Demographic variables were compared using Student’s ttest. The χ2 test and linear regression were used to test the independence of two variables. Survival of patients with ALS was estimated using the Kaplan-Meier curves and the log rank test was used to compare different categories. The Cox proportional hazards model was used to assess the simultaneous effects of several variables on survival. Results are expressed as the mean ±1 SD and a p value of <0.05 was considered significant.

Of 395 patients, 39 (10%) were identified as having the flail arm syndrome. Nine out of 39 (23%) of the patients with the syndrome had solely lower motor neuron features at the time of presentation. Upper motor neuron signs in the legs were present in most patients (77%) and although bulbar signs were present in 22 (56%) during the follow up period they were commonly asymptomatic at presentation.

The male to female ratio was strikingly different between the two groups, being 9:1 in the flail arm group and 1.5:1 in the ALS group (Student’s t test, p=0.0015). The mean age of symptom onset was similar (flail arm 58 (SD 13) years and ALS 55 (SD12) years) and there was no significant difference in the duration of follow up (flail arm 24 (SD 17) months and ALS 20 (SD 13) months, p=0.17) or the proportion of familial cases (both 9%).

Using Kaplan-Meier analysis, the median survival in the flail arm group was 57 (95%CI 45–69; range 6–109) months, compared with 39 (95%CI 35–43; range 2–577) months in the ALS group, but this did not reach significance (log rank test, p=0.204). There was no significant difference between the mean survival of flail arm and limb onset ALS groups. Using the Cox proportional hazards model, the flail arm syndrome was not identified as an independent risk factor determining survival.

The features of this distinctive ALS variant have not previously been characterised but it was probably first described by Gowers in his 1888 text Diseases of the Nervous System. In the chapter on the progressive muscular atrophies he noted that “when the arms are the seat of (such) atrophy as has been described, the legs, if not also wasted, may be normal, but they are often paralysed without being wasted“ suggesting a pyramidal lower limb weakness.2Indeed, the illustration of a patient with primary muscular atrophy depicts the typical appearance of the patient with flail arm syndrome.

The predominant clinical feature of this syndrome is the relatively symmetric and proximal involvement of both arms, causing severe wasting and functional disability, with little or no weakness of the leg or bulbar musculature. Signs of corticospinal tract involvement are common in the legs and although denervation may be present in other regions this pattern of flail arms may persist for many years. Despite a severe loss of motor neurons in the cervical cord of patients with flail arm syndrome the higher cervical segments innervating the diaphragm seem to be spared early in the course of the disease.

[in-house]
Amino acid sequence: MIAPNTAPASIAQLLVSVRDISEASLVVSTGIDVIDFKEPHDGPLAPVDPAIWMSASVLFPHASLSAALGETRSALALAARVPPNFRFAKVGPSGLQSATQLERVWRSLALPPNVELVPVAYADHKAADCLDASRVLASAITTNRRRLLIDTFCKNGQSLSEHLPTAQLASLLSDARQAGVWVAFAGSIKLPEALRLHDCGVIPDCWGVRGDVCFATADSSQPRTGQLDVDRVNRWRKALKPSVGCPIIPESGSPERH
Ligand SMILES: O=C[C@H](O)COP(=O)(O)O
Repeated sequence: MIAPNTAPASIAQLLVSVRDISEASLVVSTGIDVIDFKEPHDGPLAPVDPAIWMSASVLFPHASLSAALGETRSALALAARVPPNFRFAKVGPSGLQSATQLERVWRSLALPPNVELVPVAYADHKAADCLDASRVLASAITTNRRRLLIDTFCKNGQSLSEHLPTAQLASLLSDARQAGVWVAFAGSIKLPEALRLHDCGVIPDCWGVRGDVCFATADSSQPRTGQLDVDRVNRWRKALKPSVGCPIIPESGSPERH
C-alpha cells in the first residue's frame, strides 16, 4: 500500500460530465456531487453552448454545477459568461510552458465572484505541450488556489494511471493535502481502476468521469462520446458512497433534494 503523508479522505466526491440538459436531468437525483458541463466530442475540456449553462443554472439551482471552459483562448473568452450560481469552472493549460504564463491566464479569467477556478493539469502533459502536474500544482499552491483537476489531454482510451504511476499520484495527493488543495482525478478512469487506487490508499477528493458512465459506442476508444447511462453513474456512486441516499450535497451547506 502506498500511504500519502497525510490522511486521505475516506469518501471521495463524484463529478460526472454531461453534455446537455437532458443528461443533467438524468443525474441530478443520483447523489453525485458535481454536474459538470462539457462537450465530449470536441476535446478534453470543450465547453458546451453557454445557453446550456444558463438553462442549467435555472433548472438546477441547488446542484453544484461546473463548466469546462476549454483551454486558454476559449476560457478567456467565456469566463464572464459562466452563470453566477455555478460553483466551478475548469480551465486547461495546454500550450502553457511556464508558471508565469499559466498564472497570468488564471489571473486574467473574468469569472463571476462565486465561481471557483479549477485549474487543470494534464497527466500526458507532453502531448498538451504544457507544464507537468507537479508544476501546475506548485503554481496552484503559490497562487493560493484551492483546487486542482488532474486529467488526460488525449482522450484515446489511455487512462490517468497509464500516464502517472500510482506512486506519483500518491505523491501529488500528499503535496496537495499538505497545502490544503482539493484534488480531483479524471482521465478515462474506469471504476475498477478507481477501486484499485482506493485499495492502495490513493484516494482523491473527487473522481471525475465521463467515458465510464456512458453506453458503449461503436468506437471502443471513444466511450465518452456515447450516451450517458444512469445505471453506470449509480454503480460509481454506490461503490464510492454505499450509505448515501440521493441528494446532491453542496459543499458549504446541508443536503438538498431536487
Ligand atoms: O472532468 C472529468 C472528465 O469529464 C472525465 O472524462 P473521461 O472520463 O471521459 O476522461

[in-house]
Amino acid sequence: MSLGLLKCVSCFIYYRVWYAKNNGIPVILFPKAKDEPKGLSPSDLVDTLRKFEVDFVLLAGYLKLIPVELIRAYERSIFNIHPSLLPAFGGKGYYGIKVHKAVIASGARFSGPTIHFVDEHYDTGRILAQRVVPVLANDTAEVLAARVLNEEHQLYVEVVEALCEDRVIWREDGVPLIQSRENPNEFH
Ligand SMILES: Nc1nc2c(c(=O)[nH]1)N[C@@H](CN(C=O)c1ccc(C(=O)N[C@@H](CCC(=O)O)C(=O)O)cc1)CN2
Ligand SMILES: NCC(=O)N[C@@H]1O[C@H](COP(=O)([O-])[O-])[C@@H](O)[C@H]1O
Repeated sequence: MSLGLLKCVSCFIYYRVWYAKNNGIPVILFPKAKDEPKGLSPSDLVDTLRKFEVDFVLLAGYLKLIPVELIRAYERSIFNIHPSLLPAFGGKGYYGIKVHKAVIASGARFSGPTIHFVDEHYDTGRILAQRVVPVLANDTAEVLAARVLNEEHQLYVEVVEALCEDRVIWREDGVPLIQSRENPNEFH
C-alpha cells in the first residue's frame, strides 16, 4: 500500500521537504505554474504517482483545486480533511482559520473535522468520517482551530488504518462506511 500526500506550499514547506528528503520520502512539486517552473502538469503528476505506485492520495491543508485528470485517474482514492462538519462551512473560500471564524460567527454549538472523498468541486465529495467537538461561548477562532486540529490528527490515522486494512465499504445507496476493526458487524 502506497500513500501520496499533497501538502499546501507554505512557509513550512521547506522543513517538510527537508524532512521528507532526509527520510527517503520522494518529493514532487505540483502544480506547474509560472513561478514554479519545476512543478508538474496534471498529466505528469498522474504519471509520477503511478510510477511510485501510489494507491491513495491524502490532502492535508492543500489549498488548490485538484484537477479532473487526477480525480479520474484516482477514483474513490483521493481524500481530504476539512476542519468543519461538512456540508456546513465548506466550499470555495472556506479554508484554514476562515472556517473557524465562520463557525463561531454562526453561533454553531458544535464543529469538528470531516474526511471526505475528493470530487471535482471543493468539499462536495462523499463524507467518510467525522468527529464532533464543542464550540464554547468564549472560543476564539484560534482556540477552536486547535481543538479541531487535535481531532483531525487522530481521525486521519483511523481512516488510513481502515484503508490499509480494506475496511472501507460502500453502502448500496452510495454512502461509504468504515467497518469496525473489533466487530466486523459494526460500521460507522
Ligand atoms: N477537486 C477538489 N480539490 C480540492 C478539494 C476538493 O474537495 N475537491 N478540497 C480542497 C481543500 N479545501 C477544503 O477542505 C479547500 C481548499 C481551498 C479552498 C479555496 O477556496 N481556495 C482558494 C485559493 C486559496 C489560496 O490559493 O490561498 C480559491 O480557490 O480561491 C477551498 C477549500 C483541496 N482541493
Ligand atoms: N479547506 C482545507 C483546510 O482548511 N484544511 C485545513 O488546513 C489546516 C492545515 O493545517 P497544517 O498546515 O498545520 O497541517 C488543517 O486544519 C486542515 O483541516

What is the relation between the flail arm syndrome and other forms of ALS? The demonstration of upper motor neuron signs in most patients distinguishes this syndrome from primary muscular atrophy although there is probably an overlap. Our findings suggest that in most instances the flail arm syndrome represents a variant of classic ALS and most patients fulfil the probable or definite ALS El Escorial categories.1 Although our clinic based ALS population is selected by referral it seems to be broadly representative judging by the demographic features described in other clinic and population samples.3 4

We, and others, have previously reported the influence of genotype on ALS phenotype with the apolipoprotein E ε4 allele being associated with a bulbar onset of disease.5 6 It is interesting to note that whereas the male:female ratio in most studies is around 1.5:1 for ALS overall, women predominate in the late onset bulbar palsy group.3 4 The most striking finding of our study is the predominance of males in the flail arm group with a ratio of 9:1. It may be that factors linked to male sex predispose a proportion of patients to develop the flail arm phenotype. Curiously a male preponderance is also described in other lower motor neuron syndromes such as multifocal motor neuronopathy and monomelic amyotrophy.7 8

We suspect that survival of patients with flail arm syndrome might be better than those with other forms of ALS as the median survival in the flail arm group was 57 months, compared with 39 months in the ALS group. Although the difference was not significant, our numbers are still small and larger studies are needed. We conclude that the flail arm syndrome is a distinctive clinical variant of ALS that is strikingly more common in males and may have a better prognosis.